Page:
Ford's Evos concept car shows how the company is increasingly looking to electronics and entertainment to keep customers hooked on driving its cars, says Chief Technical Officer Paul Mascarenas.

Ford's Sync connectivity system, linking drivers' mobile phones or media players to in-car entertainment, climate control and navigation systems, is already shipping in some models, but Evos will show how those functions can be enhanced by connecting them to the cloud, Mascarenas said on the eve of the Internationale Funkausstellung (IFA) consumer electronics show in Berlin.

"We want to make the user experience such that customers can't imagine driving anything other than a Ford," he said.

The Evos itself isn't on show at IFA (it will make its debut at the Frankfurt Motor Show later in September), but Mascarenas spoke enthusiastically about how the hybrid car's contactless charging and wireless access to services in the cloud could make driving safer, simpler and more exciting.

Dream car of the future

In this dream car, streaming music playing in the home will follow a driver as they get into the car, which will already be at a comfortable temperature and ready to go. The car will negotiate wirelessly with toll booths and police vehicles for the right to use lanes reserved for electric vehicles when running on electric power.

And perhaps most fancifully for drivers living in gridlocked urban areas, the navigation system will suggest more exciting, traffic-free alternatives to a driver's regular commute. If the driver accepts the suggestion, Evos will automatically adapt its handling and performance.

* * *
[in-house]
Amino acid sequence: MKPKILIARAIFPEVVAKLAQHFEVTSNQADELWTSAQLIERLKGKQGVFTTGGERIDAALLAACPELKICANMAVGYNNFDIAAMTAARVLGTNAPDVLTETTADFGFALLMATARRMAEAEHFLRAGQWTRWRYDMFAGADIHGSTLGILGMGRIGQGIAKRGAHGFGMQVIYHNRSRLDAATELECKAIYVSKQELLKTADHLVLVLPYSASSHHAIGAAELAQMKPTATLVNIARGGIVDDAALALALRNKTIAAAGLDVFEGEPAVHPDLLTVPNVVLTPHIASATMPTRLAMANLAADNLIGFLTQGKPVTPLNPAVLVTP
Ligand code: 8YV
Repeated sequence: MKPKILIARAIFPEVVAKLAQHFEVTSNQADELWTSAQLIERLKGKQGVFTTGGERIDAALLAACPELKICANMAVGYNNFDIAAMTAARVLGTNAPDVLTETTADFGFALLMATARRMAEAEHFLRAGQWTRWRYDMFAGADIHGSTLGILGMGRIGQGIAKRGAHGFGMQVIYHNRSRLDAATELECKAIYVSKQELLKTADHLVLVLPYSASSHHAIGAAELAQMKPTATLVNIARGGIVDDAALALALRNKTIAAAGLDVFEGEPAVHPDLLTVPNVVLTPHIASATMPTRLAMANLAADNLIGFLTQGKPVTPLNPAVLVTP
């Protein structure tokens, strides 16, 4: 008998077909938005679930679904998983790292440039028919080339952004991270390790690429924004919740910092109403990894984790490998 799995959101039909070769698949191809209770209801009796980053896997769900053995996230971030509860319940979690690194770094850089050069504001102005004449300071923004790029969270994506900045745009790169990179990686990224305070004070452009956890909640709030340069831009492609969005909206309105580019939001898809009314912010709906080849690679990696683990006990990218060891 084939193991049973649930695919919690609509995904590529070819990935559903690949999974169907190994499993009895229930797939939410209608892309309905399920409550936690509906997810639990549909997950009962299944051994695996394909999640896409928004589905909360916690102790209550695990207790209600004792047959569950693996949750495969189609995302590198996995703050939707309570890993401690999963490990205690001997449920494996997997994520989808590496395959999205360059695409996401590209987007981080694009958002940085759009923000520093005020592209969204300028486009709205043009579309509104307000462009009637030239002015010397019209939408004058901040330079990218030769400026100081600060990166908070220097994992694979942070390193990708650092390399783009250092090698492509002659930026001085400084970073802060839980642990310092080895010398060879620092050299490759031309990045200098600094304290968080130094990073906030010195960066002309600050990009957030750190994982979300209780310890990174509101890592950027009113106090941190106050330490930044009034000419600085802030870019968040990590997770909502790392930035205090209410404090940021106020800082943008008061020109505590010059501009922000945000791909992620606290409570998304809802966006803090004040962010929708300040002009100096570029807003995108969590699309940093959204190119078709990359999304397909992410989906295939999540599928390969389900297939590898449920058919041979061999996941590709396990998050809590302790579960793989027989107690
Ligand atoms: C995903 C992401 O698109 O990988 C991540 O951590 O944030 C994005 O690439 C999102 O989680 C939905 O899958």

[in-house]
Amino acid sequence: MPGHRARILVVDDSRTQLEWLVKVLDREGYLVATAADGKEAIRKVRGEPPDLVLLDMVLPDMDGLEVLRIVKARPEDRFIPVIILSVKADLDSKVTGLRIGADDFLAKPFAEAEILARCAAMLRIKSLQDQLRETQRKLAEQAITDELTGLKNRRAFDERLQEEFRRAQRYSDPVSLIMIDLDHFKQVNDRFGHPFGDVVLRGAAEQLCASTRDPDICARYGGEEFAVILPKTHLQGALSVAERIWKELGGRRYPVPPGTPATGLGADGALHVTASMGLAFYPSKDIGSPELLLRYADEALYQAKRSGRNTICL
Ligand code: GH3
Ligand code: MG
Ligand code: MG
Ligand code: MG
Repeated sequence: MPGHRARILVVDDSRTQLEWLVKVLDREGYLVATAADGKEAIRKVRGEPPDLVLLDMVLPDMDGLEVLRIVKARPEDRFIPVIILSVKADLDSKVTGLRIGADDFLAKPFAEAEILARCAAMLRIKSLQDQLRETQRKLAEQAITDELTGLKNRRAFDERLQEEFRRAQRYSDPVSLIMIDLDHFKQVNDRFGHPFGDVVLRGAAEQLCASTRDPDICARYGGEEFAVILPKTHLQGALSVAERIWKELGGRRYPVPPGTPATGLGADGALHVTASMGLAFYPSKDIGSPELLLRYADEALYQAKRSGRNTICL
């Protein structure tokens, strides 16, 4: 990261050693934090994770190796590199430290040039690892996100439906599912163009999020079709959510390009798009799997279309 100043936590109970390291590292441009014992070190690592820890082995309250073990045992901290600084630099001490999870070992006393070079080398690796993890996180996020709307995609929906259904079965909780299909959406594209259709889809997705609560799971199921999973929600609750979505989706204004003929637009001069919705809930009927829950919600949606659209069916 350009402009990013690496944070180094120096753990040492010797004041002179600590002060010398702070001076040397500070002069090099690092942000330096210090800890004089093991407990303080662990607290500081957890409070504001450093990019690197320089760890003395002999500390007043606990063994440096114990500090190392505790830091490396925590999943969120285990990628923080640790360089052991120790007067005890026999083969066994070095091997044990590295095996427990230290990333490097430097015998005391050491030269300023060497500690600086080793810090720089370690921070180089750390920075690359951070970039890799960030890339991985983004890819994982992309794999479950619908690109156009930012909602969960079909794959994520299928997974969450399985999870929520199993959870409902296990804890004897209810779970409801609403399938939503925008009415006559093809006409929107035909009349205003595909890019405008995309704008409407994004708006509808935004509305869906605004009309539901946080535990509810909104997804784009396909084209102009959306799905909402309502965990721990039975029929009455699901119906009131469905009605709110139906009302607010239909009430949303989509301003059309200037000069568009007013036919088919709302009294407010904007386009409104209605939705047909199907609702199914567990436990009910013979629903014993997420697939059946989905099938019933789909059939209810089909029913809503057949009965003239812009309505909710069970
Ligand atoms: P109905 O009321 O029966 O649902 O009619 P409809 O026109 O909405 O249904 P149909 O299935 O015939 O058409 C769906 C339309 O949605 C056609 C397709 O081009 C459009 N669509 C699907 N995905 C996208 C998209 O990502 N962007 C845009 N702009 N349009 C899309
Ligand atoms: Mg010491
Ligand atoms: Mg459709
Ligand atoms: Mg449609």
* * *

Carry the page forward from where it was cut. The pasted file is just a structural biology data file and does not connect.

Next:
"The car instantly becomes a more aggressive, low-riding performance machine," Mascarenas said.

Evos will also respond to drivers' past behavior and preferences, he said. For example, if a driver likes listening to fast rock on mountain roads, then Evos will shuffle the music collection, "only playing rock above a certain BPM," he said. If things get too exciting or stressful, as determined by a contactless heart rate monitor built into the driving seat, then Evos will remove distractions by blocking phone calls and messages and limiting the display to essential functions such as the speedometer and rev counter.

In Mascarenas' dream, as the Evos driver enters the city through the inevitable layer of smog, the car will access weather and pollution data to pick the cleanest route in, taking control of the throttle and brake in stop-go traffic to allow the driver to catch up on some e-mail. And as the car approaches its destination, it will access cloud services to reserve a parking space with a contactless charger and navigate to it before parking in just the right spot.

Some of those technologies, minus the cloud elements, are already available. For example, Ford has already sold 3 million cars with Sync in the US, according to Mascarenas.

European drivers will soon get their chance to use Sync, as Ford adds other languages to the user interface and voice recognition system. It will be available in 19 languages, nine of them European, and will understand 10,000 voice commands in each language, he said.

Around 250,000 owners of Sync-equipped cars have already updated their software, according to Pim van der Jagt, managing director of Ford's European research center in Aachen.

That update capability is important, he said, because drivers replace their cars every five or six years, while entertainment and navigation systems evolve far faster.